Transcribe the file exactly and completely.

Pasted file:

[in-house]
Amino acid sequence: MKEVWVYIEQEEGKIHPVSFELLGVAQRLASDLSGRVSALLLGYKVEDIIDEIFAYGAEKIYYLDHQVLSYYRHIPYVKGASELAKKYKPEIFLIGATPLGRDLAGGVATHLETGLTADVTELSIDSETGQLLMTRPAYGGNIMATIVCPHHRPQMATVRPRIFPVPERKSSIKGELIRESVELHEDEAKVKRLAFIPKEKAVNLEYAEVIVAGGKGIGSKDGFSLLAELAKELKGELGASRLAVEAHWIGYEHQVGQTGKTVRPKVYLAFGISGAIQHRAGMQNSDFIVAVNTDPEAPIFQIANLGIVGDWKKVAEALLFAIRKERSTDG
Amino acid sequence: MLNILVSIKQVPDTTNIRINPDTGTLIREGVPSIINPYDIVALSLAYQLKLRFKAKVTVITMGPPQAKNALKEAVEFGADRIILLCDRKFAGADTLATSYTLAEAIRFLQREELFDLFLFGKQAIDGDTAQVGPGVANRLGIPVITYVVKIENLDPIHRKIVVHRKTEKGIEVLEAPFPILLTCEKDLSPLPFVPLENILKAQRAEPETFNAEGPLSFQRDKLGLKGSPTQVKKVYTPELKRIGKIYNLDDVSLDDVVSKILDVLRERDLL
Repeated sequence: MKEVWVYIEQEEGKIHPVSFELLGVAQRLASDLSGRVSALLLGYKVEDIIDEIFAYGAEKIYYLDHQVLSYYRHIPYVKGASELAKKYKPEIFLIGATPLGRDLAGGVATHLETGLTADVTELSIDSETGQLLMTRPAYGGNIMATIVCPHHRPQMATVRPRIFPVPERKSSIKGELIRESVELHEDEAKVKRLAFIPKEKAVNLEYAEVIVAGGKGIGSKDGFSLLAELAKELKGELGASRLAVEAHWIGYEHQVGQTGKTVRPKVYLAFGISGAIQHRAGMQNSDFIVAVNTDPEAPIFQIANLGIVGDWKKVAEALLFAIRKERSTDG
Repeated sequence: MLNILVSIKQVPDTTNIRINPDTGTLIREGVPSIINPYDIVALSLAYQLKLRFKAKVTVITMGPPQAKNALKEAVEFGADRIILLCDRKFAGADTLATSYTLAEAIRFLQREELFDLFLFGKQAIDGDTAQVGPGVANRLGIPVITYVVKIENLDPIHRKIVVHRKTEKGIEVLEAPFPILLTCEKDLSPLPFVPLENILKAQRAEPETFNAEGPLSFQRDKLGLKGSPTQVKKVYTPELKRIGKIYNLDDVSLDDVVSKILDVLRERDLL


[in-house]
Amino acid sequence: MKEVWVYIEQEEGKIHPVSFELLGVAQRLASDLSGRVSALLLGYKVEDIIDEIFAYGAEKIYYLDHQVLSYYRHIPYVKGASELAKKYKPEIFLIGATPLGRDLAGGVATHLETGLTADVTELSIDSETGQLLMTRPAYGGNIMATIVCPHHRPQMATVRPRIFPVPERKSSIKGELIRESVELHEDEAKVKRLAFIPKEKAVNLEYAEVIVAGGKGIGSKDGFSLLAELAKELKGELGASRLAVEAHWIGYEHQVGQTGKTVRPKVYLAFGISGAIQHRAGMQNSDFIVAVNTDPEAPIFQIANLGIVGDWKKVAEALLFAIRKERSTDG
Amino acid sequence: MLNILVSIKQVPDTTNIRINPDTGTLIREGVPSIINPYDIVALSLAYQLKLRFKAKVTVITMGPPQAKNALKEAVEFGADRIILLCDRKFAGADTLATSYTLAEAIRFLQREELFDLFLFGKQAIDGDTAQVGPGVANRLGIPVITYVVKIENLDPIHRKIVVHRKTEKGIEVLEAPFPILLTCEKDLSPLPFVPLENILKAQRAEPETFNAEGPLSFQRDKLGLKGSPTQVKKVYTPELKRIGKIYNLDDVSLDDVVSKILDVLRERDLL
Repeated sequence: MKEVWVYIEQEEGKIHPVSFELLGVAQRLASDLSGRVSALLLGYKVEDIIDEIFAYGAEKIYYLDHQVLSYYRHIPYVKGASELAKKYKPEIFLIGATPLGRDLAGGVATHLETGLTADVTELSIDSETGQLLMTRPAYGGNIMATIVCPHHRPQMATVRPRIFPVPERKSSIKGELIRESVELHEDEAKVKRLAFIPKEKAVNLEYAEVIVAGGKGIGSKDGFSLLAELAKELKGELGASRLAVEAHWIGYEHQVGQTGKTVRPKVYLAFGISGAIQHRAGMQNSDFIVAVNTDPEAPIFQIANLGIVGDWKKVAEALLFAIRKERSTDG
Repeated sequence: MLNILVSIKQVPDTTNIRINPDTGTLIREGVPSIINPYDIVALSLAYQLKLRFKAKVTVITMGPPQAKNALKEAVEFGADRIILLCDRKFAGADTLATSYTLAEAIRFLQREELFDLFLFGKQAIDGDTAQVGPGVANRLGIPVITYVVKIENLDPIHRKIVVHRKTEKGIEVLEAPFPILLTCEKDLSPLPFVPLENILKAQRAEPETFNAEGPLSFQRDKLGLKGSPTQVKKVYTPELKRIGKIYNLDDVSLDDVVSKILDVLRERDLL